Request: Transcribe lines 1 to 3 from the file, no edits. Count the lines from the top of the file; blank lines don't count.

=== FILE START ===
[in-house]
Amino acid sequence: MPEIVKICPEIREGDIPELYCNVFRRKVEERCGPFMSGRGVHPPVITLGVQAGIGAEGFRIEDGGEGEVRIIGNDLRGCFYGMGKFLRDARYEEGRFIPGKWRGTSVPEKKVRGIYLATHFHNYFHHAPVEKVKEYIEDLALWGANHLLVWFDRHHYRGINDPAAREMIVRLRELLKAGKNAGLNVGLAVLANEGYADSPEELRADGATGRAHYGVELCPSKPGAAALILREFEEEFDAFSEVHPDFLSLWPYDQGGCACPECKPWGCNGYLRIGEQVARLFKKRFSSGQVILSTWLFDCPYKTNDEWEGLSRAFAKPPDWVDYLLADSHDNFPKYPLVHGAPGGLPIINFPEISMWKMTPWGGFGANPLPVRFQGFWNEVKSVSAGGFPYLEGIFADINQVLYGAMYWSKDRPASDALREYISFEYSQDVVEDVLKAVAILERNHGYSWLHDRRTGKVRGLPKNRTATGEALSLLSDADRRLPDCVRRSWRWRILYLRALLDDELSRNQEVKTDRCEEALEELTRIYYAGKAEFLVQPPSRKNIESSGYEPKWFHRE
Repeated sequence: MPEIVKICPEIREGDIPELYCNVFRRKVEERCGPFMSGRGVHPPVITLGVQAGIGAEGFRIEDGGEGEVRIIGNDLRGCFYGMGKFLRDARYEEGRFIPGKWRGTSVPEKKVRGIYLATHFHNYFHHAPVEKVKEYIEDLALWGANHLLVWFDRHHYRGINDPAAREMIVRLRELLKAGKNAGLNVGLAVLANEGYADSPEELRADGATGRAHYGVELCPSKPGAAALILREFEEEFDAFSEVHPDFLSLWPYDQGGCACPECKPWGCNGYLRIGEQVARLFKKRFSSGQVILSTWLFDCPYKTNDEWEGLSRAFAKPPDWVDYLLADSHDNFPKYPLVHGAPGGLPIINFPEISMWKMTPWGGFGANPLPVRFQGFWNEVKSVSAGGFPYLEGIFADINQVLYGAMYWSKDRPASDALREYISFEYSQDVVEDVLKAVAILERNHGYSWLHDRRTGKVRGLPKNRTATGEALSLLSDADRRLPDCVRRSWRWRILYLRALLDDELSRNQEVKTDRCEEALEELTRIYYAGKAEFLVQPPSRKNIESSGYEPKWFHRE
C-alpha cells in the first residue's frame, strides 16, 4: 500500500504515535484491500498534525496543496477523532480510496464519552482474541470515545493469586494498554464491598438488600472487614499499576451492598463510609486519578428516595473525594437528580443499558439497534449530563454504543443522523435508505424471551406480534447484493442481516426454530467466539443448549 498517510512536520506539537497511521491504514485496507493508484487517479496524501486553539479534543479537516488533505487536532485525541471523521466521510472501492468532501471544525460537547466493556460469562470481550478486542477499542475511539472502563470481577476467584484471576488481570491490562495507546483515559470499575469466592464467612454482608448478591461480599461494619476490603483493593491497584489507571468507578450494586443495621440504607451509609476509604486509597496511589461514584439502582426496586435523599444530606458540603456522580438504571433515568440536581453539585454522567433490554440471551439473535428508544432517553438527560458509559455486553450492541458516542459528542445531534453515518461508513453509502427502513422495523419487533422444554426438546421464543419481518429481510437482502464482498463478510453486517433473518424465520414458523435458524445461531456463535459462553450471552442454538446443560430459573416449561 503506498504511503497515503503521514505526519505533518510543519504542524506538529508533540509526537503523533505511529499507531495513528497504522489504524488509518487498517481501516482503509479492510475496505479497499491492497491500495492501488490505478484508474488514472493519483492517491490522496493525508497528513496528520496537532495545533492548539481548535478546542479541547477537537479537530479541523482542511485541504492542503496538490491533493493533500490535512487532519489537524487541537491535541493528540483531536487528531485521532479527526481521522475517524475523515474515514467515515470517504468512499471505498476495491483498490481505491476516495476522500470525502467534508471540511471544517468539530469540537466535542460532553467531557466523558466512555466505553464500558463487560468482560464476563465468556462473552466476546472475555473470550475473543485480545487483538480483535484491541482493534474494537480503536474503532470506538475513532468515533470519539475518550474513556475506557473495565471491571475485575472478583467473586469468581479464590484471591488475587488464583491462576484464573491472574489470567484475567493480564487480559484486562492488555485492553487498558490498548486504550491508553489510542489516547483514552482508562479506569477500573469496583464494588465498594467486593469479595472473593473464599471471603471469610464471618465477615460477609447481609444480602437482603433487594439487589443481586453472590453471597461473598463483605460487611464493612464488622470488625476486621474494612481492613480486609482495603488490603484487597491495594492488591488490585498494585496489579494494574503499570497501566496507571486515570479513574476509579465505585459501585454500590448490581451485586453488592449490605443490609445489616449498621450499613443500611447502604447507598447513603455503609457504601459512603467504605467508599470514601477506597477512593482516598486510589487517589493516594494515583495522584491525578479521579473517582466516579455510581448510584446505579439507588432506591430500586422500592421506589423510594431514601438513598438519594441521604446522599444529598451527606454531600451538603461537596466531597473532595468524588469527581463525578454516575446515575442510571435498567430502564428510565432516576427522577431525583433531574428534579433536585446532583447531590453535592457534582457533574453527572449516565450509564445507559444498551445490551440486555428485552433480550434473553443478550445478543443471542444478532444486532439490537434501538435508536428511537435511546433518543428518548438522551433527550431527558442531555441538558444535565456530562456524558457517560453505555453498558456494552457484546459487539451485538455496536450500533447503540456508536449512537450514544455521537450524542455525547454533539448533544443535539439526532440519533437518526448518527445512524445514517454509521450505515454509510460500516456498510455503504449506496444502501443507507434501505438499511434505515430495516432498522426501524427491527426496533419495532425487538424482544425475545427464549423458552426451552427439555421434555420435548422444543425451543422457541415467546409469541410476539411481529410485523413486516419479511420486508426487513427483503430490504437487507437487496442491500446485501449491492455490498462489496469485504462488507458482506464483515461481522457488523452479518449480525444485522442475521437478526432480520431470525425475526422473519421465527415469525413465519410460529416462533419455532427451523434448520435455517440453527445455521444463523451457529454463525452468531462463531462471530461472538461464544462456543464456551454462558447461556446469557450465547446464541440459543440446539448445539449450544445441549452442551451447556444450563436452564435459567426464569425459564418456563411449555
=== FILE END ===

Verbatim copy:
[in-house]
Amino acid sequence: MPEIVKICPEIREGDIPELYCNVFRRKVEERCGPFMSGRGVHPPVITLGVQAGIGAEGFRIEDGGEGEVRIIGNDLRGCFYGMGKFLRDARYEEGRFIPGKWRGTSVPEKKVRGIYLATHFHNYFHHAPVEKVKEYIEDLALWGANHLLVWFDRHHYRGINDPAAREMIVRLRELLKAGKNAGLNVGLAVLANEGYADSPEELRADGATGRAHYGVELCPSKPGAAALILREFEEEFDAFSEVHPDFLSLWPYDQGGCACPECKPWGCNGYLRIGEQVARLFKKRFSSGQVILSTWLFDCPYKTNDEWEGLSRAFAKPPDWVDYLLADSHDNFPKYPLVHGAPGGLPIINFPEISMWKMTPWGGFGANPLPVRFQGFWNEVKSVSAGGFPYLEGIFADINQVLYGAMYWSKDRPASDALREYISFEYSQDVVEDVLKAVAILERNHGYSWLHDRRTGKVRGLPKNRTATGEALSLLSDADRRLPDCVRRSWRWRILYLRALLDDELSRNQEVKTDRCEEALEELTRIYYAGKAEFLVQPPSRKNIESSGYEPKWFHRE
Repeated sequence: MPEIVKICPEIREGDIPELYCNVFRRKVEERCGPFMSGRGVHPPVITLGVQAGIGAEGFRIEDGGEGEVRIIGNDLRGCFYGMGKFLRDARYEEGRFIPGKWRGTSVPEKKVRGIYLATHFHNYFHHAPVEKVKEYIEDLALWGANHLLVWFDRHHYRGINDPAAREMIVRLRELLKAGKNAGLNVGLAVLANEGYADSPEELRADGATGRAHYGVELCPSKPGAAALILREFEEEFDAFSEVHPDFLSLWPYDQGGCACPECKPWGCNGYLRIGEQVARLFKKRFSSGQVILSTWLFDCPYKTNDEWEGLSRAFAKPPDWVDYLLADSHDNFPKYPLVHGAPGGLPIINFPEISMWKMTPWGGFGANPLPVRFQGFWNEVKSVSAGGFPYLEGIFADINQVLYGAMYWSKDRPASDALREYISFEYSQDVVEDVLKAVAILERNHGYSWLHDRRTGKVRGLPKNRTATGEALSLLSDADRRLPDCVRRSWRWRILYLRALLDDELSRNQEVKTDRCEEALEELTRIYYAGKAEFLVQPPSRKNIESSGYEPKWFHRE